North Georgia Ford Compares 2017 Ford Explorer VS 2017 Infiniti QX70 Near Calhoun, GA

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2017 Ford Explorer

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VS

2017 Infiniti QX70

Safety Comparison

The middle row seatbelts optional on the Explorer inflate when a collision is detected, helping to spread crash forces over a much larger area of the body and limiting head and neck movement. This can help prevent spinal and internal injuries. The QX70 doesn’t offer inflatable seatbelts.

When descending a steep, off-road slope, the Explorer 4WD’s standard Hill Descent Control allows you to creep down safely. The QX70 doesn’t offer Hill Descent Control.

The Explorer (except Base)’s optional blind spot warning system uses digital cameras monitored by computer to alert the driver to moving objects in the vehicle’s blind spots where the side view mirrors don’t reveal them. The QX70 doesn’t offer a system to reveal objects in the driver’s blind spots.

To help make backing safer, the Explorer (except Base)’s optional cross-path warning system uses wide-angle radar in the rear bumper to alert the driver to vehicles approaching from the side, helping the driver avoid collisions. The QX70 doesn’t offer a cross-path warning system.

Compared to metal, the Explorer’s plastic fuel tank can withstand harder, more intrusive impacts without leaking; this decreases the possibility of fire. The Infiniti QX70 has a metal gas tank.

The Explorer has standard SYNC®, which uses a global positioning satellite (GPS) receiver and a cellular system to get turn-by-turn driving directions or send emergency personnel to the scene if any airbags deploy. The QX70 doesn’t offer a GPS response system, only a navigation computer with no live response for emergencies, so if you’re involved in an accident and you’re incapacitated help may not come as quickly.

Both the Explorer and the QX70 have standard driver and passenger frontal airbags, front side-impact airbags, side-impact head airbags, front seatbelt pretensioners, height-adjustable front shoulder belts, four-wheel antilock brakes, traction control, electronic stability systems to prevent skidding, rearview cameras, available all-wheel drive, collision warning systems, lane departure warning systems and front and rear parking sensors.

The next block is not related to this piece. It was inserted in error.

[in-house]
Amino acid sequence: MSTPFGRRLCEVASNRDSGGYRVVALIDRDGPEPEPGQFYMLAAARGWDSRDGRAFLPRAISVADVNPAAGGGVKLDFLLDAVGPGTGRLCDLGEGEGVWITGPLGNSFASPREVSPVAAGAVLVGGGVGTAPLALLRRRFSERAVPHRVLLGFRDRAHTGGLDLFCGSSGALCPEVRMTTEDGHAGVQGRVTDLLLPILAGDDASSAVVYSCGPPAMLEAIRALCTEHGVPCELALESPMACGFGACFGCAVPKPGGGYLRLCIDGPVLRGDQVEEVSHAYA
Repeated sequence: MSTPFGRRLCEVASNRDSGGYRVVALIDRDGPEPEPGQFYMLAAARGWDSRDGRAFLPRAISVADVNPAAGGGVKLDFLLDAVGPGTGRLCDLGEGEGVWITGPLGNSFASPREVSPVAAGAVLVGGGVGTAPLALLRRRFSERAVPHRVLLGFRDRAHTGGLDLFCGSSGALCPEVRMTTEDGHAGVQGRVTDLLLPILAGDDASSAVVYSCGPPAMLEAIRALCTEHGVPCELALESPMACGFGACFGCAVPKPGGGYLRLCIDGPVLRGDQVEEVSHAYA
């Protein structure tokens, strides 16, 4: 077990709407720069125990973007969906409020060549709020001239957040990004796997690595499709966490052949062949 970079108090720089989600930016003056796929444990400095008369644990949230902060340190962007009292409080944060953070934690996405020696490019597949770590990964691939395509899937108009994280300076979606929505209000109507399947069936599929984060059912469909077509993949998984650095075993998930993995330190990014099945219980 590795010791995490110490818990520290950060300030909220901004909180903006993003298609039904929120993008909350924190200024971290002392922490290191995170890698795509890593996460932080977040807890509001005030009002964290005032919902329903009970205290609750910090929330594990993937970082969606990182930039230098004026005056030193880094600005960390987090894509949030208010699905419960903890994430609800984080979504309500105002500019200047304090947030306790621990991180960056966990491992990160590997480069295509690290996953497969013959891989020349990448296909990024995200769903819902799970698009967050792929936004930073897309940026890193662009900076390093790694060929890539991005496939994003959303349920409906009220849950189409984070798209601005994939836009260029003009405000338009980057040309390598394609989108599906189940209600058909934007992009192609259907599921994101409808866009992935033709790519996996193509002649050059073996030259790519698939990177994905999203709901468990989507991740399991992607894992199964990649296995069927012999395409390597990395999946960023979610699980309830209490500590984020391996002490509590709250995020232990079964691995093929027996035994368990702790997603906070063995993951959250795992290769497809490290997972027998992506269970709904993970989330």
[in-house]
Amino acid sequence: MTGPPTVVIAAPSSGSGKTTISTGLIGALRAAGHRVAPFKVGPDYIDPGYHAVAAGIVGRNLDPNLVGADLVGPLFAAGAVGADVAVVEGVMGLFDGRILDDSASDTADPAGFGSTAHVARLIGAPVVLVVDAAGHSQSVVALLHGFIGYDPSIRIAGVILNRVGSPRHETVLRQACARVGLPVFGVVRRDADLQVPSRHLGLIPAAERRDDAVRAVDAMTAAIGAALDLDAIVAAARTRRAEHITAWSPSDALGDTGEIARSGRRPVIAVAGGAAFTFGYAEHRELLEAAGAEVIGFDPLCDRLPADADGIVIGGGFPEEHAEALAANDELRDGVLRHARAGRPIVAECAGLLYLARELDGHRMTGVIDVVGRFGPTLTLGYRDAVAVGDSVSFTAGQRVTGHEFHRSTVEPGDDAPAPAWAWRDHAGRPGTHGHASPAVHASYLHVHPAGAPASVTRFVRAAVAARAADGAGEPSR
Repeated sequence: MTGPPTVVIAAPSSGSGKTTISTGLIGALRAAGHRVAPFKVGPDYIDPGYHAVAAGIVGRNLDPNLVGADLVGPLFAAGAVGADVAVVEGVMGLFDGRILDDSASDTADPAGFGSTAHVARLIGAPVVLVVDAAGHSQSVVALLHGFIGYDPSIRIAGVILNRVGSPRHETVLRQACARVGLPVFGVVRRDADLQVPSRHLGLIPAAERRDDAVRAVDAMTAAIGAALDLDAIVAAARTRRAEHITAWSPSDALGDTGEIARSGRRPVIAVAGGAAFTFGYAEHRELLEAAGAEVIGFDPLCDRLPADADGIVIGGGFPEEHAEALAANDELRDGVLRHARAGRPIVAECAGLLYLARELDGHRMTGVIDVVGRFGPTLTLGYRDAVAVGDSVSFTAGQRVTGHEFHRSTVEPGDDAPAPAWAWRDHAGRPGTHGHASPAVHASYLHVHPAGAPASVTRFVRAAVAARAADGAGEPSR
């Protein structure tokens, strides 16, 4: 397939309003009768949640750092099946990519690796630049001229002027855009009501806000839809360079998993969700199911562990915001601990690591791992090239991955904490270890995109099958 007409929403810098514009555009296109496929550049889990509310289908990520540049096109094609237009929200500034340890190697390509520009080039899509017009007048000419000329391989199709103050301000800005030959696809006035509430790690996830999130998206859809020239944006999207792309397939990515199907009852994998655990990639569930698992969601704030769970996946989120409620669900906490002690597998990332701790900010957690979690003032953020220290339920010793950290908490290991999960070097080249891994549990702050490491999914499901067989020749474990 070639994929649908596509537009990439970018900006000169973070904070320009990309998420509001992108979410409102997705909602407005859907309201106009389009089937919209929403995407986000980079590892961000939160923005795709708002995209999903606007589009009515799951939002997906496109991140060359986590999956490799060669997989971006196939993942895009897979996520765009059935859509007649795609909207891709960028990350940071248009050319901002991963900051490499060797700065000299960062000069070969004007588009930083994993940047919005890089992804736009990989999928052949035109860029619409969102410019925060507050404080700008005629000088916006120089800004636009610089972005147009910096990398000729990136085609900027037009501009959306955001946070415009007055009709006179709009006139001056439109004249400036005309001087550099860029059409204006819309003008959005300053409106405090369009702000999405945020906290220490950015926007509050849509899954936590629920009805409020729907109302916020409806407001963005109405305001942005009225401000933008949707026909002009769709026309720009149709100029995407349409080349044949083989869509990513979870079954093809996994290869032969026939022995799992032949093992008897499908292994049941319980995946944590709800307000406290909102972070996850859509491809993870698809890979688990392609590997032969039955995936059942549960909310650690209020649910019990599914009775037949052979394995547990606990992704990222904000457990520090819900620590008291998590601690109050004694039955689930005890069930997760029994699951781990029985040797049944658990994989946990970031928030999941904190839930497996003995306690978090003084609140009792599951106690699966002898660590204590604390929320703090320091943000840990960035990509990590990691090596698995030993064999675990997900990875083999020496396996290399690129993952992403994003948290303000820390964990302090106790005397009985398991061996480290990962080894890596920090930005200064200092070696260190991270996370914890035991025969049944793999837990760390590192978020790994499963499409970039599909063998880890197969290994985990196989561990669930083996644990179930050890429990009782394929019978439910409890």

Warranty Comparison

There are almost 25 times as many Ford dealers as there are Infiniti dealers, which makes it much easier should you ever need service under the Explorer’s warranty.

Reliability Comparison

The Explorer has a standard “limp home system” to keep drivers from being stranded if most or all of the engine’s coolant is lost. The engine will run on only half of its cylinders at a time, reduce its power and light a warning lamp on the dashboard so the driver can get to a service station for repairs. The QX70 doesn’t offer a lost coolant limp home mode, so a coolant leak could strand you or seriously damage the truck’s engine.

J.D. Power and Associates’ 2016 Initial Quality Study of new car owners surveyed provide the statistics that show that Ford vehicles are better in initial quality than Infiniti vehicles. J.D. Power ranks Ford 11th in initial quality, above the industry average. With 1 more problems per 100 vehicles, Infiniti is ranked 12th.

Engine Comparison

The Explorer’s optional 2.3 turbo 4 cyl. produces 43 lbs.-ft. more torque (310 vs. 267) than the QX70’s 3.7 DOHC V6. The Explorer Sport/Platinum’s standard 3.5 turbo V6 produces 40 more horsepower (365 vs. 325) and 83 lbs.-ft. more torque (350 vs. 267) than the QX70’s 3.7 DOHC V6.

Fuel Economy and Range Comparison

On the EPA test cycle the Explorer 4WD with its standard engine gets better highway fuel mileage than the QX70 AWD (16 city/23 hwy vs. 16 city/22 hwy).

To lower fuel costs and make buying fuel easier, the Ford Explorer uses regular unleaded gasoline (premium recommended on Explorer Sport/Platinum for maximum performance). The QX70 requires premium, which can cost 20 to 55 cents more per gallon.

The Explorer has a standard cap-less fueling system. The fuel filler is automatically opened when the fuel nozzle is inserted and automatically closed when it’s removed. This eliminates the need to unscrew and replace the cap and it reduces fuel evaporation, which causes pollution. The QX70 doesn’t offer a cap-less fueling system.

Brakes and Stopping Comparison

For better stopping power the Explorer’s brake rotors are larger than those on the QX70:

 

Explorer

QX70

Front Rotors

13.85 inches

12.6 inches

Rear Rotors

13.5 inches

12.1 inches

The Explorer stops shorter than the QX70:

 

Explorer

QX70

 

70 to 0 MPH

166 feet

171 feet

Car and Driver

Suspension and Handling Comparison

For better handling and stability, the track (width between the wheels) on the Explorer is 2.6 inches wider in the front and 2.4 inches wider in the rear than on the QX70.

The Explorer Sport 4WD handles at .83 G’s, while the QX70 3.7 AWD pulls only .82 G’s of cornering force in a Car and Driver skidpad test.